obtain their first and imperfect ideas from what they perceive by their external senses. These first ideas are rectified by experience. Having in this way received a variety of ideas, and having learned to distinguish the different sounds which they hear, they are next taught to imitate those sounds, and to make each of them the sign of a distinct idea. They are thus prepared for farther instruction ; and by instruction they obtain all their additional know. ledge. They are instructed in the knowledge of first principles. They are taught even the use of reason; and by instruction are led on to those farther degrees of knowledge which are acquired by rational deduction. Why do we appoint instructers to our children, if they have the rudiments of all needful knowledge within themselves? The universal practice of mankind, founded on universal experience, yea, even the practice and expe. rience of Mr. G., who, in his way, is taking so much pains to instruct and to guide our reason, amounts to a de. monstration of what is here asserted.

The personal experience of every man speaks the same language. Let any one make the experiment, whether he can, by the utmost exertion of his reason, create one new idea in addition to those which he has received by sensation and instruction. Every man may be conscious that he at first relied on the testimony of others, and was then taught to reason on those principles which he had thus imbibed. The eye of reason, like the eye of the body, is by its Maker formed capable of perceiving and distinguishing the objects which are suited to its nature, when they are laid before it in a proper light. But until those objects are so proposed to it, it can no more perceive or distinguish them than the bodily eye can see what is not presented to it, or which is the same thing, what is presented in midnight darkness. As the mind cannot reason without ideas, it has no more

power to create them than to create an atom. Man is a dependent being. God only is his own instructer, (if there be no impropriety in applying that expression to the eter. nal mind,) and he only has the ideas and archetypes of all things in himself.

The vanity of all the inquiries of mankind after wisdom, Divine wisdom, and spiritual understanding, until God is pleased to reveal it, is finely exemplified in Job xxviii. Exactly similar to the doctrine of that beautiful chapter is the uniform doctrine of the Scriptures. They declare that, as to the things of God, mankind are in a state of entire ignorance until they are taught by Divine revelation; and always impute the knowledge which mankind receive to instruction from above. Take the following passages as a sufficient specimen :-" Every man is brutish in his knowledge,” Jer. x, 14. “ He that teacheth man know. ledge. The Lord knoweth the thoughts of man, that they are vanity. Blessed is the man whom thou chastenest, O Lord, and teachest him out of thy law,” Psalm xciv, 10-12. “ But there is a spirit in man, and the inspiration of the Almighty giveth them understanding," Job xxxii, 8,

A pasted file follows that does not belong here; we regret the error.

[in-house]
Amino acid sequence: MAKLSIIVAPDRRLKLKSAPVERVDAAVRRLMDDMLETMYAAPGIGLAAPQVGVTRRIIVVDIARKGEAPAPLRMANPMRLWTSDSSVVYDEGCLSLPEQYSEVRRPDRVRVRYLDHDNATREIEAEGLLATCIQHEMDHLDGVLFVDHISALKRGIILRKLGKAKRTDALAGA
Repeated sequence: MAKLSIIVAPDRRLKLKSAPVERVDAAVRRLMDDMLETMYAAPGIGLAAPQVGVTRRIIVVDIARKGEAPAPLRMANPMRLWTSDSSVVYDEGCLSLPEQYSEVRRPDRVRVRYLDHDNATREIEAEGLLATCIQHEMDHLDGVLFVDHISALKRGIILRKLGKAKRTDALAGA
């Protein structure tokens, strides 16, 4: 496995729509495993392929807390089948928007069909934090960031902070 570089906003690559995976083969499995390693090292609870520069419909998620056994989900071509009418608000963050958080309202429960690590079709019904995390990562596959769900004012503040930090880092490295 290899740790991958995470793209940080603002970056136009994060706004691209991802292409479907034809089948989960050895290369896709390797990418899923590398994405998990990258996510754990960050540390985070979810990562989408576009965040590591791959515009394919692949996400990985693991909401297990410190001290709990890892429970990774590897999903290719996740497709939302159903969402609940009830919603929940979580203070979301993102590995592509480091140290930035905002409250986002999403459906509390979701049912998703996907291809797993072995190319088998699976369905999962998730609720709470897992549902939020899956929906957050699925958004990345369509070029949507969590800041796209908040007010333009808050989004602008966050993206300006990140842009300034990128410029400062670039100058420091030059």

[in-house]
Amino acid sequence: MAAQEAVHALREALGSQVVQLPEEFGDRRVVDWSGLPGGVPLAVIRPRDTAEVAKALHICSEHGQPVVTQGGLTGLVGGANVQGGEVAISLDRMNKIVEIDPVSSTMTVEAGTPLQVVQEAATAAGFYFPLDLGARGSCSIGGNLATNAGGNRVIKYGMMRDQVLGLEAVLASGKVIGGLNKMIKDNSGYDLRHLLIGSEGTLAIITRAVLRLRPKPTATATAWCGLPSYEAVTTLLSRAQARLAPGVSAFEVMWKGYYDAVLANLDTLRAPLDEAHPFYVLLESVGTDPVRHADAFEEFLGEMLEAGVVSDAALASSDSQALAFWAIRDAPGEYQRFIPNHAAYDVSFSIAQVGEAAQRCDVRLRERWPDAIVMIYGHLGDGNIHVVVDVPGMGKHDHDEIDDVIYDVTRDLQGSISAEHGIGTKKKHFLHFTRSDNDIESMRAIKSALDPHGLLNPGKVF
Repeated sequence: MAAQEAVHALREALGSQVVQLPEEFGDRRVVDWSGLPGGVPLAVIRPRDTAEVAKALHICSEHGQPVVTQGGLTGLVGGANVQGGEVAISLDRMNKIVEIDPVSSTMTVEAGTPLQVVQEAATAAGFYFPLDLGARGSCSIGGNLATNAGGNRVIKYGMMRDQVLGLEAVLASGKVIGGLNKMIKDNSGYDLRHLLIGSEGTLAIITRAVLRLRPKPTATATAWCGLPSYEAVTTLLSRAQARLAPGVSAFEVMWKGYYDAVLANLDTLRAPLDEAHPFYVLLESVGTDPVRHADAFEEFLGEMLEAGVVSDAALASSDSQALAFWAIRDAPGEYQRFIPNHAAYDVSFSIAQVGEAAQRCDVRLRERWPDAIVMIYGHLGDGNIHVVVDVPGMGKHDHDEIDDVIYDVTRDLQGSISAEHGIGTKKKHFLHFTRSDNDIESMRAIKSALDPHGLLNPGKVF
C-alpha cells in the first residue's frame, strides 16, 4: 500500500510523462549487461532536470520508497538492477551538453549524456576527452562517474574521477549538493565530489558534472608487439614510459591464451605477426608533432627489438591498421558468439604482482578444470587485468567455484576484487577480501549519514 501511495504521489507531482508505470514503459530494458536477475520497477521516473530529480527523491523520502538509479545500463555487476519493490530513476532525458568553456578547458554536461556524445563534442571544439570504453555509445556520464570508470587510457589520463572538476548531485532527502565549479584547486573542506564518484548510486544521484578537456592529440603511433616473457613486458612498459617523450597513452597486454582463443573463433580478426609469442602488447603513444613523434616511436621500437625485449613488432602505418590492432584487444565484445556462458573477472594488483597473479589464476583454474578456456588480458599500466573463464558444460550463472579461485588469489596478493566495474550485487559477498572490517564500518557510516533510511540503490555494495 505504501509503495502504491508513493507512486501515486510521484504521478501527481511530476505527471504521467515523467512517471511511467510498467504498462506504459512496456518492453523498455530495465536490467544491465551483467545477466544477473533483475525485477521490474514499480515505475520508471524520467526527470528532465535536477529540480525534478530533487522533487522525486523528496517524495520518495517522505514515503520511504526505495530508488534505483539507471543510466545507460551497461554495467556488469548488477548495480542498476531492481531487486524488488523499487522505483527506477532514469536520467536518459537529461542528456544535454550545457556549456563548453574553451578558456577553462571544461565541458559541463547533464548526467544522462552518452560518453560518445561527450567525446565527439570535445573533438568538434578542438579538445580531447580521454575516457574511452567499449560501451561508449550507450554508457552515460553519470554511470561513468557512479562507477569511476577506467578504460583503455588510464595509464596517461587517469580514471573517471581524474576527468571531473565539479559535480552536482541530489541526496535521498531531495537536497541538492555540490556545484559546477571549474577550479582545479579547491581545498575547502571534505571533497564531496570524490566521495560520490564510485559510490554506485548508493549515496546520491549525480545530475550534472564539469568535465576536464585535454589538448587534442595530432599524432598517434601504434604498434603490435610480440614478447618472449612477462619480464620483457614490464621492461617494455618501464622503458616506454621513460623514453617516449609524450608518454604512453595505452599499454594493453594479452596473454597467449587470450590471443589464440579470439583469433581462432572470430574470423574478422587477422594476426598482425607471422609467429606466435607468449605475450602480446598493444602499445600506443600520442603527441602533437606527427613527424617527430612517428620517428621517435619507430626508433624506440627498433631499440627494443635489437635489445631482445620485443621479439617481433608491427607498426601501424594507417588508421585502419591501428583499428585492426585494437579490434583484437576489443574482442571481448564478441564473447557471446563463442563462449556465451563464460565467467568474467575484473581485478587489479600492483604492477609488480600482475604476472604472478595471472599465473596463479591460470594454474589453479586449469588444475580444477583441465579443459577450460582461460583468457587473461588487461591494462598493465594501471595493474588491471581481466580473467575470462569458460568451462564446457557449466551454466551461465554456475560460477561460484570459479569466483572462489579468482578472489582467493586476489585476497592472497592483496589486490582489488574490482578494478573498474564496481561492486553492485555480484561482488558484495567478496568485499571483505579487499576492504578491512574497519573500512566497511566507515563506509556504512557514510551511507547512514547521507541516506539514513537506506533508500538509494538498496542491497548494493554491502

Eye hath not seen, nor ear heard, neither have entered into the heart of man, the things which God hath prepared for them that love him. But God hath revealed them unto us by his Spirit," 1 Cor. ii, 9, 10. spring from on high hath visited us, to give light to them that sit in darkness, and in the shadow of death,” Luke i, 78, 79.

“ I had not known sin, but by the law; for I had not known lust, except the law had said, Thou shalt not covet," Rom. vii, 7. “ How shall they call on him in whom they have not believed? And how shall they believe in him of whom they have not heard ? And how shall they hear without a preacher ? So then faith cometh by hearing, and hearing by the word of God. I was found of them that sought me not. I was made manifest unto them that asked not after me," Rom. x, 14, 17, 20.

However unwilling modern philosophers, who have re. ceived all their true wisdom from the Bible, may be to confess the insufficiency of human reason in things Divine, the sages of antiquity were honest enough to acknowledge the uncertainty of its researches.

Pythagoras changed the name of wise men into lovers


6 The day.